With Azure Pipelines we can build applications with many different languages, one of which is Go.
If you’re using a Hosted Agent, which is the recommended way (since you don’t need to manage your own machines), you are at the mercy of what software is installed on the agent. But if you’re building an application to target a specific runtime, say Go 1.12.3 (the latest at the time of writing), you might be out of luck as the agent doesn’t have that installed on it.
So let’s take a look at how to setup Go as part of your pipeline.
Side note: You can also use Docker for your builds, but Docker isn’t for everyone, so I’m focusing on non-containerised agents here. Docker can also be a challenge if you need several runtimes, to say, build a web application with Go + WASM support.
We’re going to be modifying the standard Go Azure Pipeline, so start with that a template.
Setting up our variables
The first thing we’ll want to do is modify the variables that Go will be expecting, specifically
GOROOT. By default, these point to one of the versions of Go on the agent, but we’ll modify them to use our version of Go.
We’ll using one of the Agents pre-defined variables,
Agent.BuildDirectory, as it’s somewhere I know I can write to on the Agent, and it’s scoped to my build in particular.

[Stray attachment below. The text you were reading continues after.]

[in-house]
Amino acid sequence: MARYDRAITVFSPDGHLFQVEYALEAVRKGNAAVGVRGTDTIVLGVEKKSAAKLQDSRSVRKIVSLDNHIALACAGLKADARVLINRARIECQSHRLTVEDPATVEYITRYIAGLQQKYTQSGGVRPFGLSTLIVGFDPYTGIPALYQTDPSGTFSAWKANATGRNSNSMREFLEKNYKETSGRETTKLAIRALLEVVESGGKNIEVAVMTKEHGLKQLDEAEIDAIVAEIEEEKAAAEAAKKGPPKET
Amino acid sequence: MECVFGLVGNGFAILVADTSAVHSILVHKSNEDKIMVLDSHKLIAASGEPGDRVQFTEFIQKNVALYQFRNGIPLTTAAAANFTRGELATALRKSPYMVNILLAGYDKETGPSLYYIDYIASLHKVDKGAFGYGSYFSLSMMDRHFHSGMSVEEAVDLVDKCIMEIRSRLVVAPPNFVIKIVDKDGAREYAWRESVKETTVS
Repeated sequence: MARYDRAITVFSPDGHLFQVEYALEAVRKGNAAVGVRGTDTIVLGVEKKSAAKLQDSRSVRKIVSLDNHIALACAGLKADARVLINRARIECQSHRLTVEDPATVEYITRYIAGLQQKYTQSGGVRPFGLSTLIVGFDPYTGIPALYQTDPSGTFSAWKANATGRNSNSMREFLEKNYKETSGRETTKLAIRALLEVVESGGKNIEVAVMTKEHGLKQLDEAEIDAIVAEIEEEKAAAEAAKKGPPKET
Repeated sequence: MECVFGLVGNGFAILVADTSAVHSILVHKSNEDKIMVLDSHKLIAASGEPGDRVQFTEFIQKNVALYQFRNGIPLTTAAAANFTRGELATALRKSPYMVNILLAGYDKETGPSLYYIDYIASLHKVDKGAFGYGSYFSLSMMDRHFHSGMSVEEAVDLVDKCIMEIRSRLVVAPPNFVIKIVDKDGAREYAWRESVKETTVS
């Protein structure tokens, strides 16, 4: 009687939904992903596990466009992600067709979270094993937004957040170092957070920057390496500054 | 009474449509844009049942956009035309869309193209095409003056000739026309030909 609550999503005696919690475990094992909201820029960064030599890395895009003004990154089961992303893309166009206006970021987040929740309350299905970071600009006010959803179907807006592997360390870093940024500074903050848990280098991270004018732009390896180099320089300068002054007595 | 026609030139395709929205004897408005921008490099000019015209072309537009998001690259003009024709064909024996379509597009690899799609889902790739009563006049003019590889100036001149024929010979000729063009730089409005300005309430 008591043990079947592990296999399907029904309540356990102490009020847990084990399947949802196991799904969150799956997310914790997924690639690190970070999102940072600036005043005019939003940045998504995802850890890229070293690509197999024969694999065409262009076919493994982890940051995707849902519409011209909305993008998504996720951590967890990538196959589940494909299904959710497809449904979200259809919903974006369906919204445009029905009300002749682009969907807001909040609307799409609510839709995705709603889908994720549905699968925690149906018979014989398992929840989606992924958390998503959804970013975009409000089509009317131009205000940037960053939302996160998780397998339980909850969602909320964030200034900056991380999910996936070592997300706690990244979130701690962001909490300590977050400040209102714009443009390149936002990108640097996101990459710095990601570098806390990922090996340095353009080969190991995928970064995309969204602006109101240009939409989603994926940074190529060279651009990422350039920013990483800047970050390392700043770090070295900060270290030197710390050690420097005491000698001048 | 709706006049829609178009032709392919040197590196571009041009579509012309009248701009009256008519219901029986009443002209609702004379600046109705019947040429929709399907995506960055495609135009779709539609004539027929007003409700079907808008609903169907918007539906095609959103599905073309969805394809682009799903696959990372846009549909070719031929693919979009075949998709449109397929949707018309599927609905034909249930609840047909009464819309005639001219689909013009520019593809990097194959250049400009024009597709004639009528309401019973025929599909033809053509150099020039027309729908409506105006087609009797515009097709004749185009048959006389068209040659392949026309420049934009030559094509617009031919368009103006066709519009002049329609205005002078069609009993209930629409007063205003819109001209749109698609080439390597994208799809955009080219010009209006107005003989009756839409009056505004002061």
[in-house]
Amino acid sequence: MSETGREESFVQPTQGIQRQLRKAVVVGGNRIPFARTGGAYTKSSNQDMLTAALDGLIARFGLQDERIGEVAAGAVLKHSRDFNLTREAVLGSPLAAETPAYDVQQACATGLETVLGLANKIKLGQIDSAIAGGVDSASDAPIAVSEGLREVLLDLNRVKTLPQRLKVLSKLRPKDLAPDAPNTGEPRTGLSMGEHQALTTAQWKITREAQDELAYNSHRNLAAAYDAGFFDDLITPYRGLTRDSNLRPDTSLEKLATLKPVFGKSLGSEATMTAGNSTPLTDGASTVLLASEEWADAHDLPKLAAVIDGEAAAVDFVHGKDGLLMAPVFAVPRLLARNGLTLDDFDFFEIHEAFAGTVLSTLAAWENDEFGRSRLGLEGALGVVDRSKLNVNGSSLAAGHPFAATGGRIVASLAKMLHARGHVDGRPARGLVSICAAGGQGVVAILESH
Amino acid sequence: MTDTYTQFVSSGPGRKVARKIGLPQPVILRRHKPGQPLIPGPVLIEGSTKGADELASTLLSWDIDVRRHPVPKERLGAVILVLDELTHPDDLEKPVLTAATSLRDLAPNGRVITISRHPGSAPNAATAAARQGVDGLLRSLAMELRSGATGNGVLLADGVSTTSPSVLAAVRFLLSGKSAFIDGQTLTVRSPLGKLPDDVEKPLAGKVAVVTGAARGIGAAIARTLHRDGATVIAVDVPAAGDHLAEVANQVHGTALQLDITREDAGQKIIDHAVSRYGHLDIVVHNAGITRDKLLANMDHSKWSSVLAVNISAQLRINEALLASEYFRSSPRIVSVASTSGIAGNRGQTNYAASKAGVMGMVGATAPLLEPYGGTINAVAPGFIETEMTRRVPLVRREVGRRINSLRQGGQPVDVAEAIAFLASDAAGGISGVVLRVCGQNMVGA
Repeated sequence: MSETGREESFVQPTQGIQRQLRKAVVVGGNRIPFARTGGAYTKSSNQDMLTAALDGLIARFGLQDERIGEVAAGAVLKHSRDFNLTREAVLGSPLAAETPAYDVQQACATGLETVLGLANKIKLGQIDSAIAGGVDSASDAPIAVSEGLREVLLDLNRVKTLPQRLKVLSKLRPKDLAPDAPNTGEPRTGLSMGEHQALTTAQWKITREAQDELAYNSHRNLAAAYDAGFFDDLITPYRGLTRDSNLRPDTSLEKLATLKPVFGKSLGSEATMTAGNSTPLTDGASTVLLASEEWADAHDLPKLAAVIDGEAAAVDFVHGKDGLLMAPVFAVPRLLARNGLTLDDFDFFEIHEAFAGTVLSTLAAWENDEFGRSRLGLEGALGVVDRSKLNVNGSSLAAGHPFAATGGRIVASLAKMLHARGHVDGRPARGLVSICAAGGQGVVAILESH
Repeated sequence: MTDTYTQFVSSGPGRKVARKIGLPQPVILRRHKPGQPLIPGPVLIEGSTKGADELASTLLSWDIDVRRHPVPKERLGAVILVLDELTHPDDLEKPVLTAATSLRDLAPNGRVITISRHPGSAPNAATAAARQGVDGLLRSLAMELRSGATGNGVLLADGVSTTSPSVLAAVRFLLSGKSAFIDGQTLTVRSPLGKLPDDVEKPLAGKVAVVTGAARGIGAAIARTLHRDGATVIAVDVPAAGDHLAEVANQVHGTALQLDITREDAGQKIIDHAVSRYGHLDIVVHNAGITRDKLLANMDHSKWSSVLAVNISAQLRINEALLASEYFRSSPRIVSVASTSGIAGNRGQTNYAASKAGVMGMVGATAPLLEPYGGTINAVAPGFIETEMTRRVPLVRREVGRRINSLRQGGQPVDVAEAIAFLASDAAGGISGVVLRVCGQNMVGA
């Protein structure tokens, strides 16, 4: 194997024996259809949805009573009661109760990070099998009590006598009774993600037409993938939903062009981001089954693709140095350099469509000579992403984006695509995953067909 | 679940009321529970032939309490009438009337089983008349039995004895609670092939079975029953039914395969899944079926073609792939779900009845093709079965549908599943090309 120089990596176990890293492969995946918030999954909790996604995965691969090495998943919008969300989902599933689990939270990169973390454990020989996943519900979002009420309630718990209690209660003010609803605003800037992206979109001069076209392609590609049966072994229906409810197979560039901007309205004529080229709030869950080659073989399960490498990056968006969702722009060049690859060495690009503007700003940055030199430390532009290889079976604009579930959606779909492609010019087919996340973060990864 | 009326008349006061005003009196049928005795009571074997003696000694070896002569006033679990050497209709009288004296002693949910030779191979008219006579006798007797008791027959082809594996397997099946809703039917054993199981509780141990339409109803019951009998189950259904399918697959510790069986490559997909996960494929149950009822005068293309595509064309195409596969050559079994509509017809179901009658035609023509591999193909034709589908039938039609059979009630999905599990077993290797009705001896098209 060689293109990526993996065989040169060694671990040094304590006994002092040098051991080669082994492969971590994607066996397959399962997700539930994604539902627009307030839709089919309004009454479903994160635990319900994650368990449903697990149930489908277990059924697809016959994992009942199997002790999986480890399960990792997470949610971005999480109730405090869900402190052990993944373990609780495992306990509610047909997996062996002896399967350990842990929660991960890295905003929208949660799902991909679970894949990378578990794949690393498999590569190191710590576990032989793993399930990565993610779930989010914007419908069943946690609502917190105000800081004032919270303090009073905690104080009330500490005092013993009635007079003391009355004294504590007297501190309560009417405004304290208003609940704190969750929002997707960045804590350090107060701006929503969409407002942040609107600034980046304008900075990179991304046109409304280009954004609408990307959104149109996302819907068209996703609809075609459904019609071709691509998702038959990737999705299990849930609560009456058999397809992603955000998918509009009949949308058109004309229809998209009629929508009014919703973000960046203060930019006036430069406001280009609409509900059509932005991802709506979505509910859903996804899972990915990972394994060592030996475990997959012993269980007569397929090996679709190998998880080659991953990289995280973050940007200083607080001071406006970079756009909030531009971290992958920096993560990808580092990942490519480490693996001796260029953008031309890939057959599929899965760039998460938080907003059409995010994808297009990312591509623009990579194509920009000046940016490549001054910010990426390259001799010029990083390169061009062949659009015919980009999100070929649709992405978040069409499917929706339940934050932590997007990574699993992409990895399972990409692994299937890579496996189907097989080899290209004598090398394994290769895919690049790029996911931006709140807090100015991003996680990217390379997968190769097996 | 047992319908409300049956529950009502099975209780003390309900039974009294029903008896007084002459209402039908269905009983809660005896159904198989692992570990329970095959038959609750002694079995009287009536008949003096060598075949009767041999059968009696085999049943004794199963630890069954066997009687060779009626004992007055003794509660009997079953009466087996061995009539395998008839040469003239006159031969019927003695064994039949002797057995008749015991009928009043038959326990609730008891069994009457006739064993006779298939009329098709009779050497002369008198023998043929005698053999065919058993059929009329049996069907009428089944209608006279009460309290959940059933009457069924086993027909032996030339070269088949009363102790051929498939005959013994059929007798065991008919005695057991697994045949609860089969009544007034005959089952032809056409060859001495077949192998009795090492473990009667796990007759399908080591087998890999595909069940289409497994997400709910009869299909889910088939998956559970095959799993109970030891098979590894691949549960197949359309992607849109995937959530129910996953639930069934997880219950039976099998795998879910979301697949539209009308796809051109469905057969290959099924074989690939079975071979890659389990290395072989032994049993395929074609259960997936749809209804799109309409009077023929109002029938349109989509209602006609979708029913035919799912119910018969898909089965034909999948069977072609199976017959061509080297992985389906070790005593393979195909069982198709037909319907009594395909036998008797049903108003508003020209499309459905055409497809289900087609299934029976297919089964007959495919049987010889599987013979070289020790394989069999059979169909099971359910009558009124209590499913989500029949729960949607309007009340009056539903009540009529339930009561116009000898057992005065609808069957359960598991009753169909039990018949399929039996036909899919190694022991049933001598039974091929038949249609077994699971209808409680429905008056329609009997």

GOPATH is going to be a new folder we’ll create and
GOROOT will be where Go is unpacked to. These will now be environment variables so when Go eventually executes, it’ll be the right version of Go.
Next, we’ll add a new step to download and unpack the version of Go we want to target:
Since we know my agent is a Linux agent (from the
pool defined in the template) we’ll use
wget to download the Linux binaries and drop them into the
Agent.BuildDirectory. With that done we can unpack it with
tar, specifying that we want to unpack to
Agent.BuildDirectory, and given the structure of the
tar.gz contains a folder named
go we’ll end up with a path that matches
Lastly, we need to ensure that the
PATH of the agent knows about this version of Go, and we do that by setting output variables:
This is covered in the Set up a Go workspace step in the docs guide.
Now the rest of the pipeline can follow exactly as the template describes!
Version pinning of dependencies is really important to ensure that we have repeatable builds over time. Since we don’t want to end up in a situation where we manually manage our agent pool we want our build definition to prepare the agent to the environment we desire, including setting up the appropriate runtimes.
You can see a full pipeline definition on my GitHub that utilises this approach.
You could also use this approach to prepare multiple different versions of Go to create a build matrix against several runtime releases, but I’ll leave that as an exercise to you, dear reader 😉.